Inference from Incomplete Data in Coherent Diffraction Imaging
- Author(s): Salha, Sara
- Advisor(s): Miao, Jianwei
- et al.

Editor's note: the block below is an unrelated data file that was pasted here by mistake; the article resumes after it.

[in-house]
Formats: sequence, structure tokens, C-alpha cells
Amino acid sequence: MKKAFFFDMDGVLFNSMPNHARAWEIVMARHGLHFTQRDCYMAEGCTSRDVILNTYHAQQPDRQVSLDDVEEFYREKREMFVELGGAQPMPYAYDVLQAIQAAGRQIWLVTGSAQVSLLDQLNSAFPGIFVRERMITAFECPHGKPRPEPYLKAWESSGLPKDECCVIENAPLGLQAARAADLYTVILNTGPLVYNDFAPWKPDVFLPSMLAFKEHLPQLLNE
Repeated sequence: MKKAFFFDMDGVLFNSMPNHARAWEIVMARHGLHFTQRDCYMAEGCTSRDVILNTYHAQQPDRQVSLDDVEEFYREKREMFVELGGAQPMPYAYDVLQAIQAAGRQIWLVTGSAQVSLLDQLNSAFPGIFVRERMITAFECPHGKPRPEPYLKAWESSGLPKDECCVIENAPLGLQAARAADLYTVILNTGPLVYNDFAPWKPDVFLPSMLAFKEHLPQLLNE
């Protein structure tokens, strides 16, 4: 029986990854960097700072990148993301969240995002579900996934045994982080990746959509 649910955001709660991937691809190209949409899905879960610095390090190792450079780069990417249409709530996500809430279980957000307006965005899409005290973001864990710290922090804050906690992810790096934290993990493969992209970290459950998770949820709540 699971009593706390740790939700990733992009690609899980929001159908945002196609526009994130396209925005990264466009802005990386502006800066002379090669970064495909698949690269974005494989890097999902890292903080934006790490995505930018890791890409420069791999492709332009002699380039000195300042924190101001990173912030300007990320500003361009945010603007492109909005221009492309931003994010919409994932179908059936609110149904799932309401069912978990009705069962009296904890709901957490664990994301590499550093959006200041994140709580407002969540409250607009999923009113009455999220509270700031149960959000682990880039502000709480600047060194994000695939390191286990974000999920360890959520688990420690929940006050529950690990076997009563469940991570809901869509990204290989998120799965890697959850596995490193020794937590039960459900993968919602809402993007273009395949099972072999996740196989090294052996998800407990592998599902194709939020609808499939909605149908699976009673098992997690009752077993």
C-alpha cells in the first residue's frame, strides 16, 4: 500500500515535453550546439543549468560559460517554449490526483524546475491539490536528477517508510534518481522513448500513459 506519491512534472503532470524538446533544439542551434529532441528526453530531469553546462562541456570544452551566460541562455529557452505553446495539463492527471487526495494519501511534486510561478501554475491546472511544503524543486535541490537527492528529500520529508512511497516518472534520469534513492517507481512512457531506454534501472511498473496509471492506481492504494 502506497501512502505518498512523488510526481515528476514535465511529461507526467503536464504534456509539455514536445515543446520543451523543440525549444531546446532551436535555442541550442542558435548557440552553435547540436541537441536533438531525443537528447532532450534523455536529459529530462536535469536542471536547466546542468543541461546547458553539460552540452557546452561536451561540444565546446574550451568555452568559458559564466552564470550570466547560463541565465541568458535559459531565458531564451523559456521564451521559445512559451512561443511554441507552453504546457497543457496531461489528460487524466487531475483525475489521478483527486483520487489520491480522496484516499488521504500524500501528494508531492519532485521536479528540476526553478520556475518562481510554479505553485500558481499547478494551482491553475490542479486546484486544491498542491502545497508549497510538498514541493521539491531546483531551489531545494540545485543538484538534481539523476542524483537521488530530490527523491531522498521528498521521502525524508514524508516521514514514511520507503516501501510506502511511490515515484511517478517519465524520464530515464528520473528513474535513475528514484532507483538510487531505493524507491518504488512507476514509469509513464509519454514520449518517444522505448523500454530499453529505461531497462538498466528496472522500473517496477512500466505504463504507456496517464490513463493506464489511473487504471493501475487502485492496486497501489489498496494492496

Progress in nanotechnology and biotechnology are propelled by our ability to manipulate and resolve the structure of matter on fine scales. As imaging at higher resolution is limited by the probing light source and the numerical aperture, lensless imaging offers an advantage over lensed microscopy. Dispensing with lenses allows one to overcome certain intrinsic aberrations and to bypass fabrication costs, in the optical and the X-ray regimes. The long penetration depth of X-rays renders coherent X-ray diffraction imaging (CXDI) the method of choice for high resolution structure determination with broad applications from materials science to biology; moreover, the same methodology is extensible to electrons, optical photons, or even gamma rays or neutrons. Since coherent diffraction imaging (CDI) bypasses the need for focusing optics, it relies upon computer algorithms to reconstruct the structure of the scattering object. Currently, one of the main obstacles to nanometer resolution of biological imaging is noisy, incomplete data due to radiation damage. With the rapid development of new light source facilities and the advancement in image reconstruction techniques, determining the structure of individual virons or cells at high resolution is becoming more feasible. In particular, the femtosecond pulse of a free electron laser (FEL) is shorter than the coulomb explosion of the specimen, and thus, it is possible to collect diffraction data prior to radiation damage. However, to fully exploit the computational aspect of lensless imaging, prior knowledge about the object should be incorporated into the image reconstruction process and yet so far such methods are generally lacking. In this thesis, we develop tools that incorporate prior knowledge and reduce the amount of necessary data to recover the structure. We begin by a brief overview of lensless imaging and its place in the natural sciences. we then review the process of image formation in coherent X-ray scattering, the corresponding phase problem and the current state of image recovery. The contributions to this field are two fold. We first demonstrate that three dimensional information can be extracted from a two dimensional diffraction pattern collected at a high numerical aperture. Second, we present a framework for image discovery through Bayesian inference, where we introduce four general constraints: symmetry, sparsity and bounded local and total variation. Using simulated noisy, incomplete data, we recover the solution in situations where traditional algorithms fail. We anticipate that these results will encourage the broader application of Bayesian learning into the phase retrieval problem from noisy, incomplete diffraction data and further enhance the possibility of single shot three dimensional structure determination.